It is impossible not to be awed by the sense of duty of the Japanese workers who are fighting to secure and clear up the Fukushima nuclear power station after it was knocked out by a tsunami. Exposed to high levels of radiation, they expect to die, but still they work.
The numbers involved have varied: at one point, it was reported to be 300 – which immediately evoked the memory of the Three Hundred Spartans, a suicide battalion who marched against an unbeatable enemy fully aware that there was no hope of survival.
The workers have also evoked memories of an honourable tradition within Japan’s own culture – that of the Samurai, the warrior-servants for whom death was preferable to the disgrace of failing their lords.
Western managers look on with a little envy mixed with their admiration. Would Western workers behave as Samurai in a similar situation? Or would they be straight on the speed dial to their personal injury lawyers?
If, as we suspect, the latter is more likely, can anything be done to infuse our own employees with more of the Japanese work ethic? This is a question with which Western managers have long been obsessed. Some may remember that, from the 1960s until the end of the 1980s, there was a real vogue for all things Japanese in Western corporate circles.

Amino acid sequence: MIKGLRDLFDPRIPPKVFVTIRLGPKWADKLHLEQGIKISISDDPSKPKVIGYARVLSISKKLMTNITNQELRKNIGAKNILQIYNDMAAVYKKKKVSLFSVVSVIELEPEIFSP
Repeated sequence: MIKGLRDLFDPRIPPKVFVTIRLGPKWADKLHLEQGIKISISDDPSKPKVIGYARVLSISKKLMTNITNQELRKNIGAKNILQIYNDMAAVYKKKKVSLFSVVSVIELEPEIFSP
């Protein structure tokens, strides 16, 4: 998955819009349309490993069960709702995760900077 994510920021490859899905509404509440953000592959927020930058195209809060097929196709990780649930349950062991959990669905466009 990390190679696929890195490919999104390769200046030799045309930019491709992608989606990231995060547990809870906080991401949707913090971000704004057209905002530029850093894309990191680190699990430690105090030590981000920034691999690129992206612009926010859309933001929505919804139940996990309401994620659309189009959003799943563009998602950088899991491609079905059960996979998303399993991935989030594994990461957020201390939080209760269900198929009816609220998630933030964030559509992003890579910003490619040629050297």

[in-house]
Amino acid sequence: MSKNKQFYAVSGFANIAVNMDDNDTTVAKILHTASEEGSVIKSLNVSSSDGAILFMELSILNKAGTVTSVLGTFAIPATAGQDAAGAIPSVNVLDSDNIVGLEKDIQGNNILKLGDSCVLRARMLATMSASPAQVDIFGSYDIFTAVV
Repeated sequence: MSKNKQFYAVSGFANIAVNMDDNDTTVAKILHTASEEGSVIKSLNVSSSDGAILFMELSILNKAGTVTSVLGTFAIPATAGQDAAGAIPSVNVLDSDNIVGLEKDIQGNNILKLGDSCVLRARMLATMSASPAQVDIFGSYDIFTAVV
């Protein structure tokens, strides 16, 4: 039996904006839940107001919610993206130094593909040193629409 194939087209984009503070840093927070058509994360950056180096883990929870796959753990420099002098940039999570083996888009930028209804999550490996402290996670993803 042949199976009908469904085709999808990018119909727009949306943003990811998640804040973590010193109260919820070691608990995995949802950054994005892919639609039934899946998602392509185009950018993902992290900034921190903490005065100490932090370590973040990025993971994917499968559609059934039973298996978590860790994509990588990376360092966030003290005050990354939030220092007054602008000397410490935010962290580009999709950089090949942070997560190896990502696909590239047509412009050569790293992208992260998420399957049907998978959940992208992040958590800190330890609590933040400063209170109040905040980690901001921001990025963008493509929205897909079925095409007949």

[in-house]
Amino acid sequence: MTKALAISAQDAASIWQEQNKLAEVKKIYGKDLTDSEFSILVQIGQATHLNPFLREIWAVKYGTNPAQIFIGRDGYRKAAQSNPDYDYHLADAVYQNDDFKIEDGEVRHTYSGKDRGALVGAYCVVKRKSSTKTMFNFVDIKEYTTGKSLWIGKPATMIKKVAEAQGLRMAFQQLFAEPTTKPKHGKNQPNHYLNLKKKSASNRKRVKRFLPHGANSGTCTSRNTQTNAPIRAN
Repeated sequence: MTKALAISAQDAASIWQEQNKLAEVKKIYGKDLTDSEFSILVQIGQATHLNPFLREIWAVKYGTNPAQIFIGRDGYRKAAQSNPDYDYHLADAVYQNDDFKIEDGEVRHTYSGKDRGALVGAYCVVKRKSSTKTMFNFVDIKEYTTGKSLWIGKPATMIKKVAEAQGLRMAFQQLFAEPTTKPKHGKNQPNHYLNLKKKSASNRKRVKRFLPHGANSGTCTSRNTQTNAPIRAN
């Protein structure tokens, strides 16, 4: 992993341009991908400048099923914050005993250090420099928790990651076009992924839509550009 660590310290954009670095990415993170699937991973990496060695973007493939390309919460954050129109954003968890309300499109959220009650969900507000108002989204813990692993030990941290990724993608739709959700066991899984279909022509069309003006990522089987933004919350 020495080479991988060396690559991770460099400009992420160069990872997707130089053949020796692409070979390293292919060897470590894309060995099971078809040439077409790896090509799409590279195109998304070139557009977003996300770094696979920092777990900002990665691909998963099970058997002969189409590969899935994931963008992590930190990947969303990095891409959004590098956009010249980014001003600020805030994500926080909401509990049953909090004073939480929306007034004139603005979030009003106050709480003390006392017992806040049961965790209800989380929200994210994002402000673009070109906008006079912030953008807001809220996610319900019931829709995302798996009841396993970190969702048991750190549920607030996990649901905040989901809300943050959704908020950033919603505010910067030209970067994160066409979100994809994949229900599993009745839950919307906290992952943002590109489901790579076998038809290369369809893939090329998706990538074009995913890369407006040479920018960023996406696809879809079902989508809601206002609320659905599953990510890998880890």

Western executives bought katanas, took karate lessons, and read the likes of Miyamoto Musashi and Yamamoto Tsunetomo – usually missing their main points entirely – in the vain hope that all this would, somehow by osmosis, result in Japanese levels of productivity.
It never worked, and the fashion faded with the Japanese economy. The great secret of Japanese management is that it was always a product of a broader culture of mutual loyalty and obligation of employer and employee that extended beyond the workplace, and which did indeed go all the way back to the relationship between a Daimyo and his Samurai.
It is impossible to replicate that relationship without the associated broader culture, and the culture is itself the unique product of centuries of Japanese history. Indeed, many assumed it was dying out even in Japan – or at least they did until Fukushima.